I’ve not been following SCO’s stock price recently, it’s been pretty bad since the heady days of around $4 per share, but a Groklaw newspick from their RSS feed just piqued my attention by pointing at the Yahoo chart for SCOXQ.PK (delisted from NASDAQ, trading on minor markets) which shows SCO trading at barely over 5c a share.

SCOXQ.PK share price, January 20th, 2008.

IFPI – can we control all European Internet traffic – please ?

From Ars Technica (early December):

Imagine a world in which a single industry could control an entire continent’s access to particular web sites, force ISPs to install expensive deep packet inspection gear that would search the complete Internet data streams of millions of users, and force Internet applications to conform to its design parameters or risk being blocked. If you’re a European consumer, this might sound like a paranoid dystopia, but it’s actually a vision of paradise—if paradise were designed by the IFPI.

What are they after ? Terrorists ? Paedophiles ? Drug runners ? Not quite..

In a recent memo to European legislators, the worldwide music lobby laid out its vision of a world in which all ISPs adopted three “feasible and reasonable options” to help address copyright infringement on their networks.

Not surprisingly the EFF has something to say about this (PDF)..

Vacation 1.27.0 beta 5 released

This release of vacation fixes a brown paper bag bug that broke compilation completely due to a duplicate case statement. Apologies to everyone for not spotting either the bug or the report on the tracker! 🙁

This release also fixes the case where a user who had configured a .forward file for vacation but had not created the database with the -i option (or had the database removed for some reason) would find that vacation generated an error. Vacation will now silently create the database if it is missing.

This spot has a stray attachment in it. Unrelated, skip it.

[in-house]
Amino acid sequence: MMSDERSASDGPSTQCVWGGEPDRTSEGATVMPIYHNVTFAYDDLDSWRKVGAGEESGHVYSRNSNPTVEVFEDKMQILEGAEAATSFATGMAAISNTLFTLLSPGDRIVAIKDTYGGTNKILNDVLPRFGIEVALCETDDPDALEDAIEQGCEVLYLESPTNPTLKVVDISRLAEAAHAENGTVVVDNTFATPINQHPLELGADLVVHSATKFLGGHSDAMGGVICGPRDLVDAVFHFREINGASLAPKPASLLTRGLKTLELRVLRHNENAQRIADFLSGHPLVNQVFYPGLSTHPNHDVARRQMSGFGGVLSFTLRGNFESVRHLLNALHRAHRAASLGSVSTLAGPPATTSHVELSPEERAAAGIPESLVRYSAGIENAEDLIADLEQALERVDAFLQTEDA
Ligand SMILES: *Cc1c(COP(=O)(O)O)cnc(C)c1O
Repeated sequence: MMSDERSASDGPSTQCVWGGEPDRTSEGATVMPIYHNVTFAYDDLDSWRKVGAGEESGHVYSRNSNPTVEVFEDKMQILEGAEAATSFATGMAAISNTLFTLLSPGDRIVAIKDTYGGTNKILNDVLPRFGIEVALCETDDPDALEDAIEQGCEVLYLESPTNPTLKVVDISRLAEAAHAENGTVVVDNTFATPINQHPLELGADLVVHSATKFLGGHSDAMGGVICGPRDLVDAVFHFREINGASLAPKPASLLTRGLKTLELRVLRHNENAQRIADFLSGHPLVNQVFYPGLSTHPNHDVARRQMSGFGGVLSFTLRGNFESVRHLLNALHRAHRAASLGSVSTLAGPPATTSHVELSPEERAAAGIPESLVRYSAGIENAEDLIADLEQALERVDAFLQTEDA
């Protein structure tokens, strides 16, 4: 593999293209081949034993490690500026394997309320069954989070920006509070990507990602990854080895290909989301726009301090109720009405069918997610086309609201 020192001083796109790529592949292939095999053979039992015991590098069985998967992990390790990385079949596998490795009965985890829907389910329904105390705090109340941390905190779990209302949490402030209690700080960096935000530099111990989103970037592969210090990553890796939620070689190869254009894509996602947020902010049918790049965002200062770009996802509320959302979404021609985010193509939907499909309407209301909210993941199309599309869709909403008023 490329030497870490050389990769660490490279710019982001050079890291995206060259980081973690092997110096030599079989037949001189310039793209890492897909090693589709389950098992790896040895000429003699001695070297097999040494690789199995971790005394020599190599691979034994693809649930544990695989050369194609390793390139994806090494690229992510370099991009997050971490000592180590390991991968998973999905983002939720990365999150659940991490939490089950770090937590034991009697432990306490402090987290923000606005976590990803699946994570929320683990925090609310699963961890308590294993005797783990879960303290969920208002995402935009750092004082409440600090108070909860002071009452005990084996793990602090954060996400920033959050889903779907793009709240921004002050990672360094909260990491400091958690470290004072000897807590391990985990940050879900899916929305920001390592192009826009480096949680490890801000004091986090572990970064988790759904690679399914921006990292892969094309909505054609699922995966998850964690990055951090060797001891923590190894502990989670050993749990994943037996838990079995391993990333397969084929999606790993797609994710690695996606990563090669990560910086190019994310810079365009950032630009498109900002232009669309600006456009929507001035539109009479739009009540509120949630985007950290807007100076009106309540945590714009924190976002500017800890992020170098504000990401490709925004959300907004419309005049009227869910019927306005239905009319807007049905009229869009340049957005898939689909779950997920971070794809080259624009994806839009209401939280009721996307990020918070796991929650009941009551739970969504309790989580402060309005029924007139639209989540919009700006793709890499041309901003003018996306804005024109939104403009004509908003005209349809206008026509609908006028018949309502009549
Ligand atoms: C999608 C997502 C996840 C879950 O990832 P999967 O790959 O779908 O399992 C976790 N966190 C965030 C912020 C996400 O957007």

Please report any problems, I think we’re getting very close to a release!

SourceForge has the released sources.

Google Code Search

If you’re ever looking around for a piece of code to do something, then you should try Google’s Code Search.

For example, say I’m looking for some C code to parse RFC 2822 mail headers (which, strangely enough, I am). I go to codesearch and put in a search term of lang:c rfc2822

That gives me back a bunch of results, but say I want to look for something with a BSD license to use with Vacation, then I just extend that search with a license:bsd term, which gives me the great news that SMail (which I used to run 13-14 years ago now) has a librfc2822 directory, which deserves further investigation!

KDE 4.0.0 is released!

So the announcement is up on the KDE website, Kubuntu has announced its packages and for the past week or so I’ve been running KUbuntu Hardy Heron (currently in alpha, will be 8.04) with it installed and trialing it with a “kde4” test user!

Not bad actually, the final release seems like a massive improvement over earlier versions and I’m not running into the killer bugs that I found previously (to much relief!). The new desktop effects in KDE4 work well with this Intel G33 graphics card (once I’d dropped the Xorg acceleration method back to the old XAA from EXA) and I must admit to being sorely tempted to try it out as my main desktop. I think I might create yet another user for that an experiment first though with a copy of my .kde files.. 🙂